(2) In a case where the copyright owner sustains the burden of proving, and the court finds, that infringement was committed willfully, the court in its discretion may increase the award of statutory damages to a sum of not more than $150,000. In a case where the infringer sustains the burden of proving, and the court finds, that such infringer was not aware and had no reason to believe that his or her acts constituted an infringement of copyright, the court in its discretion may reduce the award of statutory damages to a sum of not less than $200. The court shall remit statutory damages in any case where an infringer believed and had reasonable grounds for believing that his or her use of the copyrighted work was a fair use under section 107, if the infringer was: (i) an employee or agent of a nonprofit educational institution, library, or archives acting within the scope of his or her employment who, or such institution, library, or archives itself, which infringed by reproducing the work in copies or phonorecords; or (ii) a public broadcasting entity which or a person who, as a regular part of the nonprofit activities of a public broadcasting entity (as defined in section 118(f)) infringed by performing a published nondramatic literary work or by reproducing a transmission program embodying a performance of such a work.
(3) (A) In a case of infringement, it shall be a rebuttable presumption that the infringement was committed willfully for purposes of determining relief if the violator, or a person acting in concert with the violator, knowingly provided or knowingly caused to be provided materially false contact information to a domain name registrar, domain name registry, or other domain name registration authority in registering, maintaining, or renewing a domain name used in connection with the infringement.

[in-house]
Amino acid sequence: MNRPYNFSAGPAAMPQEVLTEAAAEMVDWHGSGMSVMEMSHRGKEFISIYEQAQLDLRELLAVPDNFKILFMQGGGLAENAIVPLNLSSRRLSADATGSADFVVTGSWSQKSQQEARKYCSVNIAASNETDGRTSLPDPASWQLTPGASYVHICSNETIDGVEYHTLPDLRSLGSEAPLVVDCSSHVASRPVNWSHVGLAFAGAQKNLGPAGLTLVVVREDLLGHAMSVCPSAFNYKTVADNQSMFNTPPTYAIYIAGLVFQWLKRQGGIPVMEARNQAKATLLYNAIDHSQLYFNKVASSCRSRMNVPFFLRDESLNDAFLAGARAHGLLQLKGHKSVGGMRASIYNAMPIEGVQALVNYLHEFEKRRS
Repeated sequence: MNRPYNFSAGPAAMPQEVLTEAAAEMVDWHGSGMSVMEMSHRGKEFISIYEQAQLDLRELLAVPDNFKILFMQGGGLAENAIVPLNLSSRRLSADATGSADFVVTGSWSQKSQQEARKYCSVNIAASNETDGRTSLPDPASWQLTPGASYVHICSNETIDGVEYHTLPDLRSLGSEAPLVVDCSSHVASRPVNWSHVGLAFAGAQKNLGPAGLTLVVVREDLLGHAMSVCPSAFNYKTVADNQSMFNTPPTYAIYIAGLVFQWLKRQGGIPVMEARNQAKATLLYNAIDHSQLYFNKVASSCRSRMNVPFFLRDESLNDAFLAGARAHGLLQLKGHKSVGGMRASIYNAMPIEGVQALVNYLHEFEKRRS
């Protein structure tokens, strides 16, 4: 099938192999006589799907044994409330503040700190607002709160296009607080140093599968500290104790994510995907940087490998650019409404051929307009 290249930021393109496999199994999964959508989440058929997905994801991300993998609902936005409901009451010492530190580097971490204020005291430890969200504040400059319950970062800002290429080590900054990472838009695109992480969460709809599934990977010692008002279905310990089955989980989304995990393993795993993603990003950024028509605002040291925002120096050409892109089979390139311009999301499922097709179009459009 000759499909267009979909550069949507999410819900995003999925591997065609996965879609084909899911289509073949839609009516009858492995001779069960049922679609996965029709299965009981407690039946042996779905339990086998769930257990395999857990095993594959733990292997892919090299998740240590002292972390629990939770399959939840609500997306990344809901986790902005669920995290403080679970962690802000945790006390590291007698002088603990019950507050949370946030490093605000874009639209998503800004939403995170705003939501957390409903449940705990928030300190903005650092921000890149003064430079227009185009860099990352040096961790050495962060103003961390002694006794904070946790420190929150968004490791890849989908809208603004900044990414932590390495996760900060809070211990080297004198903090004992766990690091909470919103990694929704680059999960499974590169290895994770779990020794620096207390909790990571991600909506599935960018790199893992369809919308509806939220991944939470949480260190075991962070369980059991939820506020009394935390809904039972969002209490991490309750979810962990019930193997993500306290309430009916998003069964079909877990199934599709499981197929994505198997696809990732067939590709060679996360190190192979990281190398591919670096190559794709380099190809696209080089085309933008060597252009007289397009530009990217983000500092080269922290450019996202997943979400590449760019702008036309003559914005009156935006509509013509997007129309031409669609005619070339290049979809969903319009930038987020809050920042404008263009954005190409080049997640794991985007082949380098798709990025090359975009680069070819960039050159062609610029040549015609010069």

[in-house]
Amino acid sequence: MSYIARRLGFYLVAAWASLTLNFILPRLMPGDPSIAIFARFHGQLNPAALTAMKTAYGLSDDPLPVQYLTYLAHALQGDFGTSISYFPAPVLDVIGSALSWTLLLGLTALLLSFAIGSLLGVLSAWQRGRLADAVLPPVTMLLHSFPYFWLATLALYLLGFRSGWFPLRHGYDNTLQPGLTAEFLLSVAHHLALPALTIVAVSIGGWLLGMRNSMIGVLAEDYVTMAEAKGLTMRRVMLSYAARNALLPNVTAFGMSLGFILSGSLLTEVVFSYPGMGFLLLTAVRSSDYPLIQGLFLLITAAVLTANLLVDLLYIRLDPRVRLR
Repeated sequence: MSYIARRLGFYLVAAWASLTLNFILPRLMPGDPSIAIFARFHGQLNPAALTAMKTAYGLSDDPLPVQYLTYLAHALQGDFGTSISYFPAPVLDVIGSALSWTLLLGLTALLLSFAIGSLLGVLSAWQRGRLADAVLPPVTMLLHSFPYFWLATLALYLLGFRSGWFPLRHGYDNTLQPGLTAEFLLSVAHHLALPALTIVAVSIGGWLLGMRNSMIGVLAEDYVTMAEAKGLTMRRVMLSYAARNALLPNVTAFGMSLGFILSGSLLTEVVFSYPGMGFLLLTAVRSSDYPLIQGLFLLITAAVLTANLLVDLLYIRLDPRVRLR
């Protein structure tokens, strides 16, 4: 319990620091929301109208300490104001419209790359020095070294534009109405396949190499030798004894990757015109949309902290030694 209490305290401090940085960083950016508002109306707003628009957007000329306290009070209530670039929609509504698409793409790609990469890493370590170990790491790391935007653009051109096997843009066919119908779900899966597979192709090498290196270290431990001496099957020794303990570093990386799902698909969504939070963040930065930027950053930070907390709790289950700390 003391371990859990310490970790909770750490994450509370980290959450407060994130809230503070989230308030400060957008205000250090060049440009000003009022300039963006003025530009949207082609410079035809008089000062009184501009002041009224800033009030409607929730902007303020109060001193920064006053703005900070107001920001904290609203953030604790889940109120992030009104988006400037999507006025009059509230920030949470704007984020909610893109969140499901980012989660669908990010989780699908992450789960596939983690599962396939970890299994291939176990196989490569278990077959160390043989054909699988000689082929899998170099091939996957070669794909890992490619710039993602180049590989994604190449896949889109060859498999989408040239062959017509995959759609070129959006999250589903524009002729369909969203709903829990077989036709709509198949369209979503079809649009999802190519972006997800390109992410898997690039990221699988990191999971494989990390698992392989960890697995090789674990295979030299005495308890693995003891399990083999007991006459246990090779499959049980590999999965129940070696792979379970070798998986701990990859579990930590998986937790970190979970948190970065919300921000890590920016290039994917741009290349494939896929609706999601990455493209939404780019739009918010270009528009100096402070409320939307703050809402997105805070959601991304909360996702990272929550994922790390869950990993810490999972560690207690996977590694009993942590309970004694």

(B) Nothing in this paragraph limits what may be considered willful infringement under this subsection.
(C) For purposes of this paragraph, the term “domain name” has the meaning given that term in section 45 of the Act entitled “An Act to provide for the registration and protection of trademarks used in commerce, to carry out the provisions of certain international conventions, and for other purposes” approved July 5, 1946 (commonly referred to as the “Trademark Act of 1946”; 15 U.S.C. 1127).
(d) Additional Damages in Certain Cases. — In any case in which the court finds that a defendant proprietor of an establishment who claims as a defense that its activities were exempt under section 110(5) did not have reasonable grounds to believe that its use of a copyrighted work was exempt under such section, the plaintiff shall be entitled to, in addition to any award of damages under this section, an additional award of two times the amount of the license fee that the proprietor of the establishment concerned should have paid the plaintiff for such use during the preceding period of up to 3 years.

§ 505. Remedies for infringement: Costs and attorney's fees

In any civil action under this title, the court in its discretion may allow the recovery of full costs by or against any party other than the United States or an officer thereof. Except as otherwise provided by this title, the court may also award a reasonable attorney's fee to the prevailing party as part of the costs.

As you can probably tell from all this, proving damages is quite difficult to do, except you should note the provisions concerning the discretionary award of statutory damages. Copyright violation can be a very serious matter. Under today's copyright law, if the violation of the copyright is done by appropriating the wording of the original, with or without attribution, there is a cause of action. In my opinion, plagiarism is also a serious issue, but is not, in and of itself, the basis for a legal cause of action.